clock menu more-arrow no yes mobile

Filed under:

Mariners Plan April Ceremony For Griffey Jr.

SEATTLE -- Ken Griffey Jr. has always wanted to receive that one final ovation that the city of Seattle has always wanted to give to him.

This coming April, both parties may get their wish.

Prior to the Seattle Mariners' April 14th home opener against the Los Angeles Angels of Anaheim, the team plans to retire jersey No. 24 in honor of Griffey Jr., who spent 13 years in the organization between 1987-1999 before spending the final nine seasons of his career in Cincinnati and Chicago.

"All winter long, fans have been sending emails and stopping me on the street to ask when we were going to bring Griffey back," said general manager Jack Zduriencik. "Today they have their answer. I can think of no better way to pay tribute to a hallowed Mariner icon, and like everybody else in the office, I'm looking forward to the proceedings."

Griffey Jr.'s storied Major League career spanned 20 seasons. One of just six players in baseball history to hit 600 home runs, Griffey Jr. also ranks 18th all-time in career RBI (1772), 29th in career slugging percentage (.547), and 58th in career hits (2680). However, while he was productive throughout, he was at his best in Seattle, where he hit 398 of his dingers and drove home 1152 of his runs batted in. In addition, he batted .299 as a Mariner but just .269 after getting traded to the Cincinnati Reds in February 2000.

Known simply as "Junior" and "The Kid" during his days in the Pacific Northwest, fan favorite Griffey Jr. dazzled with a triple threat of power, speed, and defense. He slugged at least 40 home runs six times as a Mariner. Only once did he fail to steal ten bases. And for ten consecutive seasons between 1990-1999 he won a Gold Glove award for defensive excellence in the outfield. A national superstar, the image of Griffey Jr. leaping over a fence to bring back a fly ball was etched into America's memory.

It was in attempting a difficult defensive play that Griffey Jr. broke bones in his wrist in May 1995, knocking him out of action for two and a half months. He was able to return in time for the stretch run, though, where his contributions helped lead the Mariners to the playoffs for the first time in franchise history. There he hit five home runs against the New York Yankees in the Division Series and scored the dramatic winning run in Game 5, a run widely considered to be the greatest all-time moment in Seattle sports.

"There's no questioning the impact that Junior had on this organization and this city," said Seattle Mariners president Chuck Armstrong. "Just look at the response he got in 2007 as a member of another team. This city loves Junior. I love Junior. Had it not been for him, there's no telling where this organization would be today.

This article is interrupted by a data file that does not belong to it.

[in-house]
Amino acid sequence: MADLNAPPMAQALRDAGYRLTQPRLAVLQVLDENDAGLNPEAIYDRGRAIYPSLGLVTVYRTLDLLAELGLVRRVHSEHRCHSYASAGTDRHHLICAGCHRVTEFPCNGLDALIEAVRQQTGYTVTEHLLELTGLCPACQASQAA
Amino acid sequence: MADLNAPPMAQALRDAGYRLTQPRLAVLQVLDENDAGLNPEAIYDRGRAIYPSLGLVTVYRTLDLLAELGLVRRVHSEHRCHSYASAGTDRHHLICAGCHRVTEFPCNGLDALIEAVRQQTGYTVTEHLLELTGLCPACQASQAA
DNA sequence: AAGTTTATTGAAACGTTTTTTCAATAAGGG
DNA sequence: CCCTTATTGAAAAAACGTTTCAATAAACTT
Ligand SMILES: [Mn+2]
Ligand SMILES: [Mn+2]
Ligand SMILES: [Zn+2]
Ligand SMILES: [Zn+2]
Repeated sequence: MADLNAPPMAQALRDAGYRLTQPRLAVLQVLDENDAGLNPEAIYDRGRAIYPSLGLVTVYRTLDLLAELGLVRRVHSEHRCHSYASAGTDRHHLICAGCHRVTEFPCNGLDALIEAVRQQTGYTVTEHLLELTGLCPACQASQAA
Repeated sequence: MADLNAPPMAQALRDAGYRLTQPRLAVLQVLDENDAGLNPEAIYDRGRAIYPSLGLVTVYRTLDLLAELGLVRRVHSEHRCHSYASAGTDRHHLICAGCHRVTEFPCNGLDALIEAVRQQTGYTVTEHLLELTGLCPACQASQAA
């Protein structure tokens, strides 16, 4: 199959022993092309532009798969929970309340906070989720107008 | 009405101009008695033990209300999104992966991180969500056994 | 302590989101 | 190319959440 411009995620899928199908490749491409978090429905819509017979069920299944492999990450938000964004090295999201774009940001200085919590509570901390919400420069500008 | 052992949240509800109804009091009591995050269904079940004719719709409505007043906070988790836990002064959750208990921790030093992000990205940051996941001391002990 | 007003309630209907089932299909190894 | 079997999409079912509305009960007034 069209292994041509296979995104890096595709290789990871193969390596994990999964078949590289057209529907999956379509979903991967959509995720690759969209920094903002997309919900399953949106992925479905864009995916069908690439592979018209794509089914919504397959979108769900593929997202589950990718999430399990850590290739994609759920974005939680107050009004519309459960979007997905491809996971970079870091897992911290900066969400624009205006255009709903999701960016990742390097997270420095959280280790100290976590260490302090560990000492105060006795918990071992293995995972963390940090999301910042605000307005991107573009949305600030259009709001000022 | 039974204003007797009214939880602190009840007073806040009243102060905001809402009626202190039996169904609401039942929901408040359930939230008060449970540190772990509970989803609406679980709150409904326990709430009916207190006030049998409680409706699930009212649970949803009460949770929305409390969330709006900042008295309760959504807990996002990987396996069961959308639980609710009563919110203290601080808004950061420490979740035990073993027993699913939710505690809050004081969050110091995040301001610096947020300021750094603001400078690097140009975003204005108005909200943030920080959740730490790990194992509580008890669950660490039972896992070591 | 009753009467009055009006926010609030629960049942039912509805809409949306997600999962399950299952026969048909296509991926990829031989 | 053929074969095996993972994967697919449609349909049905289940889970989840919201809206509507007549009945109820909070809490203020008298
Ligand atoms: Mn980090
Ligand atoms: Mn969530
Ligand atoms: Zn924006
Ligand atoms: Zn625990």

"He deserves to be honored. This isn't exactly how I envisioned him ending his career, but Junior deserves this ceremony. As the most iconic player in franchise history, he deserves an ovation, and he deserves to have his jersey hang from the rafters."

Brian Goldberg, agent for Ken Griffey Jr., was surprised by the announcement.

"I was on a conference call with Jack and Chuck the other day, and Jack asked if we'd support putting ol'  24 on display in Safeco next season. We both said 'yeah, of course,' but then Jack never responded. When I tried to inquire, he said something about a 'verbal contract' and hung up.

"I don't think he knew that Griffey was looking for a place to sign as a free agent. I was going to give him a call to clear some things up and explain that Ken isn't actually retired when I got this jersey ceremony press release faxed to my office. Now I, uh


"I gotta say, I don't know how Jack did it," said Armstrong. "You'd think this sort of thing would require my signature. But nothing ever crossed my desk until the press release. You can imagine my surprise.

"When I confronted Jack to explain that this wasn't really what I had in mind on the phone, he said that there wasn't any going back, because he'd already paid for the bunting and the Bounce House, and that cancelling the order would cost the team a fortune. And with the economy the way it is, we're in no position to take on that kind of hit for nothing. So I guess we're stuck.

"The ceremony should be nice."

With everything all set up to take place at The House That Griffey Built, the only big question remaining is whether the stadium's eponymous player will be coming home to attend. Goldberg couldn't yet provide a definitive answer.

"Ken's still kind of trying to make sense of the whole thing. He doesn't understand what happened, or why we can't just cancel the party. I tried to explain that it's complicated, but he's having some trouble right now.

"I guess it's maybe a little weird when a GM pretty much makes you retire against your will."

The ceremony is scheduled to begin at 3:05pm PDT.